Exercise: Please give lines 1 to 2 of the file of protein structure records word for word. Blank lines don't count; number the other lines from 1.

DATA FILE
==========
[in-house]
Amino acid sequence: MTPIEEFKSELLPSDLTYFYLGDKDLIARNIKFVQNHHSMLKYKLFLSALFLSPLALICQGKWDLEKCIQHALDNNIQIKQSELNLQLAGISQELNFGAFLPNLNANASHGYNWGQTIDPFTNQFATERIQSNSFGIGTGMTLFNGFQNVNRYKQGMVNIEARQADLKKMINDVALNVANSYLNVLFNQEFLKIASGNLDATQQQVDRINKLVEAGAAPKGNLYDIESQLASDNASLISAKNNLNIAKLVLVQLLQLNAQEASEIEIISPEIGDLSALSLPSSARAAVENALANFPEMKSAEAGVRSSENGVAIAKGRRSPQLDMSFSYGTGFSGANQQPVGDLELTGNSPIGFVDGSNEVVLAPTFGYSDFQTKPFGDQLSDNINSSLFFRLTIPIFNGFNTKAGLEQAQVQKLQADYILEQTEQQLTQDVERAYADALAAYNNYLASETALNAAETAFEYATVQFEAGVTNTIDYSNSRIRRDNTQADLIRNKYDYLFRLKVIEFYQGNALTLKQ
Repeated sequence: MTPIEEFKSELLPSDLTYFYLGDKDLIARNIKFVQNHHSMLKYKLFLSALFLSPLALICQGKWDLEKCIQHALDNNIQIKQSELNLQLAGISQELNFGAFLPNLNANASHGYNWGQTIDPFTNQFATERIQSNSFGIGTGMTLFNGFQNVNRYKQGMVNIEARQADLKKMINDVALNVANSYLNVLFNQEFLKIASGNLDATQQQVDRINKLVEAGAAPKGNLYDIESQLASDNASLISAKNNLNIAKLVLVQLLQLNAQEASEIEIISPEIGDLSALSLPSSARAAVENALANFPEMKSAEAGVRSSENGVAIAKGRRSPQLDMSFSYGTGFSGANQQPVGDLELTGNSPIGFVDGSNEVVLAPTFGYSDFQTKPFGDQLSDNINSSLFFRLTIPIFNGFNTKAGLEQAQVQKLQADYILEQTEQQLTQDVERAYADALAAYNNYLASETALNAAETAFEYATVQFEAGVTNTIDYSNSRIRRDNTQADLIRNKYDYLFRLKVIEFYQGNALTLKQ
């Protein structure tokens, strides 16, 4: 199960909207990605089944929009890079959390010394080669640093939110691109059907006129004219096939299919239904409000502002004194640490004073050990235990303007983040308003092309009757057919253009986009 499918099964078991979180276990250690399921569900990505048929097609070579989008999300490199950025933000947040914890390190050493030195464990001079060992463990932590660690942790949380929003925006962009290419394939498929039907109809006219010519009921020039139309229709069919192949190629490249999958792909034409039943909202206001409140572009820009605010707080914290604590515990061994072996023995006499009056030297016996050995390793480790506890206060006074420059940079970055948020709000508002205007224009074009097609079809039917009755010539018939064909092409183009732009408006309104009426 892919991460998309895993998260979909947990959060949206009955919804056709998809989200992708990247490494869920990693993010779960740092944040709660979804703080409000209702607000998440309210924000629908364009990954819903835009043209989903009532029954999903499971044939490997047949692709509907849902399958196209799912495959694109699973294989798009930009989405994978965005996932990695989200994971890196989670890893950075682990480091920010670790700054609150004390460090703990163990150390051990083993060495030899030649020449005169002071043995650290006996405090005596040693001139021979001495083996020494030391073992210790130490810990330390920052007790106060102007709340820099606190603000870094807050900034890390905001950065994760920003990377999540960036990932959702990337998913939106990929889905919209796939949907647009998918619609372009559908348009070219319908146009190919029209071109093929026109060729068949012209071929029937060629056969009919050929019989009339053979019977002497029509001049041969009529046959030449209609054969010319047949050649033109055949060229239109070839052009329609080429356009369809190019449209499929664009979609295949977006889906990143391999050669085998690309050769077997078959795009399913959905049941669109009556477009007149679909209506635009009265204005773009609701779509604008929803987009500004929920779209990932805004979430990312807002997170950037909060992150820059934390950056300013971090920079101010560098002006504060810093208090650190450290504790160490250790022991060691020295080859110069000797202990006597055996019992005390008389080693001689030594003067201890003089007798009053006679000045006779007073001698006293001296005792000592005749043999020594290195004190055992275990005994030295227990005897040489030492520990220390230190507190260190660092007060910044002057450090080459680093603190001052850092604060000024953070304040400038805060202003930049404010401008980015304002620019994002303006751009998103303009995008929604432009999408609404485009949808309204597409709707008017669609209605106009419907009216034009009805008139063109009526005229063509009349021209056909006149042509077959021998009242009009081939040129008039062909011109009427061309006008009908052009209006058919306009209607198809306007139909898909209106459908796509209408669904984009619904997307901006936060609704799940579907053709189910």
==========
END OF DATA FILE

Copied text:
[in-house]
Amino acid sequence: MTPIEEFKSELLPSDLTYFYLGDKDLIARNIKFVQNHHSMLKYKLFLSALFLSPLALICQGKWDLEKCIQHALDNNIQIKQSELNLQLAGISQELNFGAFLPNLNANASHGYNWGQTIDPFTNQFATERIQSNSFGIGTGMTLFNGFQNVNRYKQGMVNIEARQADLKKMINDVALNVANSYLNVLFNQEFLKIASGNLDATQQQVDRINKLVEAGAAPKGNLYDIESQLASDNASLISAKNNLNIAKLVLVQLLQLNAQEASEIEIISPEIGDLSALSLPSSARAAVENALANFPEMKSAEAGVRSSENGVAIAKGRRSPQLDMSFSYGTGFSGANQQPVGDLELTGNSPIGFVDGSNEVVLAPTFGYSDFQTKPFGDQLSDNINSSLFFRLTIPIFNGFNTKAGLEQAQVQKLQADYILEQTEQQLTQDVERAYADALAAYNNYLASETALNAAETAFEYATVQFEAGVTNTIDYSNSRIRRDNTQADLIRNKYDYLFRLKVIEFYQGNALTLKQ